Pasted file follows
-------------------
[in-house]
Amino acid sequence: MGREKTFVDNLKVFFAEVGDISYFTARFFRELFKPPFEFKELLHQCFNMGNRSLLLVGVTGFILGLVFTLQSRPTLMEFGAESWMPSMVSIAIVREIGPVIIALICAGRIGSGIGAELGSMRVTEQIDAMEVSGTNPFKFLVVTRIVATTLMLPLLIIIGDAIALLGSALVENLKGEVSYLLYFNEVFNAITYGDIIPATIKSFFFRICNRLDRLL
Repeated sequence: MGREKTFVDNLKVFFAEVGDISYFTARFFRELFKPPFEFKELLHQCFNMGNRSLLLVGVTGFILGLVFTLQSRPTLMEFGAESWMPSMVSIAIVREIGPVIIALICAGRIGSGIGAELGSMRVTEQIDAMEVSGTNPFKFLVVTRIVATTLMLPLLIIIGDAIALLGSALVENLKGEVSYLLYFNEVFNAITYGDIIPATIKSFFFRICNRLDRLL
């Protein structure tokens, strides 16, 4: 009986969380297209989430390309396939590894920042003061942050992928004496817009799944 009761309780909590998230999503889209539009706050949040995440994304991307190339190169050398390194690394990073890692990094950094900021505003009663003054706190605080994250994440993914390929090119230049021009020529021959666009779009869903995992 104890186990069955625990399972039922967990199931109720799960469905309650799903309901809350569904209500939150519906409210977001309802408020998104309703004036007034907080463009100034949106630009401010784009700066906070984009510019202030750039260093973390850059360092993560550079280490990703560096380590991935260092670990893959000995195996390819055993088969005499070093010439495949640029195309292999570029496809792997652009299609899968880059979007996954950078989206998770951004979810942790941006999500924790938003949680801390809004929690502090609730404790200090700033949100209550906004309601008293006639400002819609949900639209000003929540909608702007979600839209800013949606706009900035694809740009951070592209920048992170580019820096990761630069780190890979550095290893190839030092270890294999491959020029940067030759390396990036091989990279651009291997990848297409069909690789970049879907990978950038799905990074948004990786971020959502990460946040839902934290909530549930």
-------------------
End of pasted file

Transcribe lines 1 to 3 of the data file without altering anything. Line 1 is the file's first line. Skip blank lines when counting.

[in-house]
Amino acid sequence: MGREKTFVDNLKVFFAEVGDISYFTARFFRELFKPPFEFKELLHQCFNMGNRSLLLVGVTGFILGLVFTLQSRPTLMEFGAESWMPSMVSIAIVREIGPVIIALICAGRIGSGIGAELGSMRVTEQIDAMEVSGTNPFKFLVVTRIVATTLMLPLLIIIGDAIALLGSALVENLKGEVSYLLYFNEVFNAITYGDIIPATIKSFFFRICNRLDRLL
Repeated sequence: MGREKTFVDNLKVFFAEVGDISYFTARFFRELFKPPFEFKELLHQCFNMGNRSLLLVGVTGFILGLVFTLQSRPTLMEFGAESWMPSMVSIAIVREIGPVIIALICAGRIGSGIGAELGSMRVTEQIDAMEVSGTNPFKFLVVTRIVATTLMLPLLIIIGDAIALLGSALVENLKGEVSYLLYFNEVFNAITYGDIIPATIKSFFFRICNRLDRLL